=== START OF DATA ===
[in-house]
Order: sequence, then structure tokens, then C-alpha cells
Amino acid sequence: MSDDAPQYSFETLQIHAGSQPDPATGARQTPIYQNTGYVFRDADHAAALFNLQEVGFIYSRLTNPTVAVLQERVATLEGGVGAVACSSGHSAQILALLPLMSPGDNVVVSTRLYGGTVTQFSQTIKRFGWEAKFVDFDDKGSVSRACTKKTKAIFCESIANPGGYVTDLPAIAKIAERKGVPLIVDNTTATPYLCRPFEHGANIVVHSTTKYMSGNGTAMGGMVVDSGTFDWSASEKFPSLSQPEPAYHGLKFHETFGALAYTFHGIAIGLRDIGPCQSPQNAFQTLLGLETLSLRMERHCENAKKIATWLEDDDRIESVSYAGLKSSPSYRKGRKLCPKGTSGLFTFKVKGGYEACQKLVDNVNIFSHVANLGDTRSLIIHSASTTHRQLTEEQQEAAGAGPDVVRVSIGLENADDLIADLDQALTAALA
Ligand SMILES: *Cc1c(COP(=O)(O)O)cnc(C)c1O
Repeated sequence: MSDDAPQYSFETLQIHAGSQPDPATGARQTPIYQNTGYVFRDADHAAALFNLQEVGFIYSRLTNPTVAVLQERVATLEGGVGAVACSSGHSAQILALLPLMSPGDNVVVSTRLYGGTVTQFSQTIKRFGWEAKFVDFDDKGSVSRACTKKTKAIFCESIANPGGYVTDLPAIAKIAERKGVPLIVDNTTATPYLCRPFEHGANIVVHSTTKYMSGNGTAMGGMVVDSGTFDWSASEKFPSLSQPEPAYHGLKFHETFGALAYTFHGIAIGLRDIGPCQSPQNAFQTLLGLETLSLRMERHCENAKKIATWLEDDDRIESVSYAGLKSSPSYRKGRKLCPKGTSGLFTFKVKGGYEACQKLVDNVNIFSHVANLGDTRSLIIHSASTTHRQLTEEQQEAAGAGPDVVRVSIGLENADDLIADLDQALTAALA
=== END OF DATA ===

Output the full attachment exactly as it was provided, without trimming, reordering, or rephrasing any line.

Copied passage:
[in-house]
Order: sequence, then structure tokens, then C-alpha cells
Amino acid sequence: MSDDAPQYSFETLQIHAGSQPDPATGARQTPIYQNTGYVFRDADHAAALFNLQEVGFIYSRLTNPTVAVLQERVATLEGGVGAVACSSGHSAQILALLPLMSPGDNVVVSTRLYGGTVTQFSQTIKRFGWEAKFVDFDDKGSVSRACTKKTKAIFCESIANPGGYVTDLPAIAKIAERKGVPLIVDNTTATPYLCRPFEHGANIVVHSTTKYMSGNGTAMGGMVVDSGTFDWSASEKFPSLSQPEPAYHGLKFHETFGALAYTFHGIAIGLRDIGPCQSPQNAFQTLLGLETLSLRMERHCENAKKIATWLEDDDRIESVSYAGLKSSPSYRKGRKLCPKGTSGLFTFKVKGGYEACQKLVDNVNIFSHVANLGDTRSLIIHSASTTHRQLTEEQQEAAGAGPDVVRVSIGLENADDLIADLDQALTAALA
Ligand SMILES: *Cc1c(COP(=O)(O)O)cnc(C)c1O
Repeated sequence: MSDDAPQYSFETLQIHAGSQPDPATGARQTPIYQNTGYVFRDADHAAALFNLQEVGFIYSRLTNPTVAVLQERVATLEGGVGAVACSSGHSAQILALLPLMSPGDNVVVSTRLYGGTVTQFSQTIKRFGWEAKFVDFDDKGSVSRACTKKTKAIFCESIANPGGYVTDLPAIAKIAERKGVPLIVDNTTATPYLCRPFEHGANIVVHSTTKYMSGNGTAMGGMVVDSGTFDWSASEKFPSLSQPEPAYHGLKFHETFGALAYTFHGIAIGLRDIGPCQSPQNAFQTLLGLETLSLRMERHCENAKKIATWLEDDDRIESVSYAGLKSSPSYRKGRKLCPKGTSGLFTFKVKGGYEACQKLVDNVNIFSHVANLGDTRSLIIHSASTTHRQLTEEQQEAAGAGPDVVRVSIGLENADDLIADLDQALTAALA